There's a press release on A4e's own website which bugs me. They are taking on 20 apprentices at A4e, in Sheffield, basically to do admin, working towards "a Level 2 Apprenticeship in Customer Service or Business Administration". It's in support of something called National Apprenticeship Week. That's good, surely, for the 20 people who might get a properly-paid job out of it?
But is it good for them or anyone else? After all, an "apprentice" gets £2.73 an hour (unless it's gone up recently). And the very word is deceitful. An apprentice used to be a youngster who spent up to 7 years learning a skilled trade, paid not very much, but at the end of it emerging as a skilled man (rarely a woman) who could get well paid work anywhere but usually stayed with the original company. There are a few large companies who still take on apprentices on that basis. But the last government started something called "modern apprenticeships" to fill the gap caused by employers who refused to train their workers themselves. And this government has downgraded the concept even further. Far too often now, an apprentice is just someone who can be paid next to nothing while doing a meaningless qualification.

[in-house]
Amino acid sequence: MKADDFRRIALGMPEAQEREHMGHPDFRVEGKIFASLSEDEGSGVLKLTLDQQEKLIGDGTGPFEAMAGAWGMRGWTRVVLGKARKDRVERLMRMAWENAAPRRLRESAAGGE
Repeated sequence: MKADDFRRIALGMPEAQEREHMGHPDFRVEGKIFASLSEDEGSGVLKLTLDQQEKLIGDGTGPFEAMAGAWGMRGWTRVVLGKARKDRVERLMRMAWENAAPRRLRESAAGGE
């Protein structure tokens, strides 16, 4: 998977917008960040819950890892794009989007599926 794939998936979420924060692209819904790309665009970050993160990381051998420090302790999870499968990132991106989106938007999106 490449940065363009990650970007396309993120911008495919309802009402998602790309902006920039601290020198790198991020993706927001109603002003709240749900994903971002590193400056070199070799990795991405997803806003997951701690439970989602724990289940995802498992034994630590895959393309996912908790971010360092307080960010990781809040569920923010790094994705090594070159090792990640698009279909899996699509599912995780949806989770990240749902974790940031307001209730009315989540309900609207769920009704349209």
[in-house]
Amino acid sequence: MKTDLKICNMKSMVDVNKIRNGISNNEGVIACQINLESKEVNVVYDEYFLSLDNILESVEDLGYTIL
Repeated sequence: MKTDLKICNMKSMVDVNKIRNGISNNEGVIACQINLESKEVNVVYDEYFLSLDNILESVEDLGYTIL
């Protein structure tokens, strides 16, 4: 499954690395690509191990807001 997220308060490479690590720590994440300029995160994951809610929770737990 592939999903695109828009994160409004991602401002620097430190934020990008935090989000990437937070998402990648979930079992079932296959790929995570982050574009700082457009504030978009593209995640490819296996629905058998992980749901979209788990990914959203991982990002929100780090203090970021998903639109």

I left school at 16, a long, long time ago, and walked straight into what was then called a clerical job. The pay was poor, but so was everyone's in that office. In less than a week I had grasped the job. But I didn't like it, so got another job. After 9 months of that I left and became a civil servant. Then after a year I went to college. In each of my three, very different, jobs the employer expected to have to teach me what the job entailed then rely on my ability to do it. I was not being exploited as cheap labour. And that's what these apprenticeships feel like.
So I don't want to slag off A4e simply for trying to get some good publicity out of giving a start to 20 admin trainees. But are they, like so many other employers, just using the system to avoid paying people properly?